are in the way now: Sen. Joe Manchin of West Virginia and Arizona Sen. Kyrsten Sinema, states don’t pass harmful elec- who herself took the lead to tion laws that cut minorities stymie voting rights. That’s West Virginia, 40th out of the process. We’re trying to get back to the ideals of in population in the US, and Arizona, 6th. Both states the original law. But they prove that the holding up voting rights for threat to democracy is real. the entire nation. Sinema was almost cruel Your freedom to vote is not an abstraction. Without it, you speaking on the Senate floor simply are voiceless and do last Thursday, just as Biden was arriving to rally Demonot count. In a democracy, the pro- crats in Congress. She effecposed voting rights legislation tively announced she was killshould be a no-brainer. But it ing all hope for meaningful voting rights legislation. isn’t. “While I continue to supRepublican feelings were port these bills,” Sinema said, hurt by Biden’s speech. Contrary to what right “I will not support separate wing media is saying, Pres- actions that worsen the unident Joe Biden didn’t call derlying disease of division anyone a racist in his voting infecting our country.” But, of course, in signalrights speech recently. He simply asked a ques- ing she would allow the Retion: “Do you want to be on publicans to filibuster, Sinema the side of Dr. King or George was making things worse by enabling the “underlying disWallace?” Do you want to be with a ease of division infecting our person of love, or one of hate? country.” Biden is still trying to get That’s a hard choice if you’re political animals like the legislation passed, but it’s Sen. Mitch McConnell and unclear what Sinema wants in Sen. Mitt Romney. They negotiation–beyond the orgifeigned offense at the ques- astic power of a presidential tion and even accused Biden takedown. But it makes clear what of being the opposite of a unifier and more divisive than is true in a democracy. The Trump. Is that even possible? president isn’t Superman. Not But this is where we are at even a Marvel hero. At best, the rock bottom in our mod- Biden is arm-twister-in-chief. ern Orwellian political reality, No doubt he beat Trump in when yes is no and no is yes, November but with hardly a and when things that should majority in the Senate, there be passed by acclamation are are clearly limits to power. It all leaves Biden, about up for debate. Biden needs to celebrate his first year in to get around office, with a party he can’t the Republicans’ unite when he needs, and a certain filibuster country that grades him with intended to block an approval rating in the low the legislation. 40s. Is it his fault? Look That would require all 50 Sen- at what he inherited from ate Democrats to Trump, arguably the worst vote to change president ever. Between that the filibuster rule. and Covid, Biden is doing as And, of well as imagined. He did pass course, the same the physical infrastructure two people who plan to fix a crumbling Amerblocked Biden ica. Given the circumstances on his big infra- that’s significant. Still, the voting rights structure bills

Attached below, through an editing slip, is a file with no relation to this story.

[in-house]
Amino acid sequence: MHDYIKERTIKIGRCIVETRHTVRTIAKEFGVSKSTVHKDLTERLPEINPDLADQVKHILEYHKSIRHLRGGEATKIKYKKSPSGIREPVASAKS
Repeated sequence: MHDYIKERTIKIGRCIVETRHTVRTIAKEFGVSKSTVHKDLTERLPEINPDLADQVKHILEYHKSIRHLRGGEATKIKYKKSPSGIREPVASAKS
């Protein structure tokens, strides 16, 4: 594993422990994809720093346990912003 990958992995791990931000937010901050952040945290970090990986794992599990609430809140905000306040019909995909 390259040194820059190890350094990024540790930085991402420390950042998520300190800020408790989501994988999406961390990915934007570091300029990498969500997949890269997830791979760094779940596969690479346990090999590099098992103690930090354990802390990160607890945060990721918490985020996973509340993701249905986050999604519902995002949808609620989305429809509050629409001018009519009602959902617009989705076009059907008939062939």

block is disappointing. Vice President Harris offered Biden his strongest support, telling NBC News how in 2006, 98 of 100 members of the Senate voted for an extension of the Voting Rights Act. “It was not a partisan issue,” she said. “It was an American issue.” But in that time, this is how things have worsened. And then she tried to use what bully pulpit she has to point out she wouldn’t absolve the 50 Republicans in the US Senate from responsibility for upholding one of the most basic and important tenets of our democracy. Nor would she give a pass to Sinema and Manchin. “I don’t think anyone should be absolved from the responsibility of preserving and protecting our democracy,” Harris said. “Especially when they took an oath to protect and defend the Constitution.” It’s Harris’s promise to expose the politicians who voted “no” as being quite simply anti-democracy. Let’s hold her to that. Of course, all that presumes shame and common sense still work in American politics. Not these days.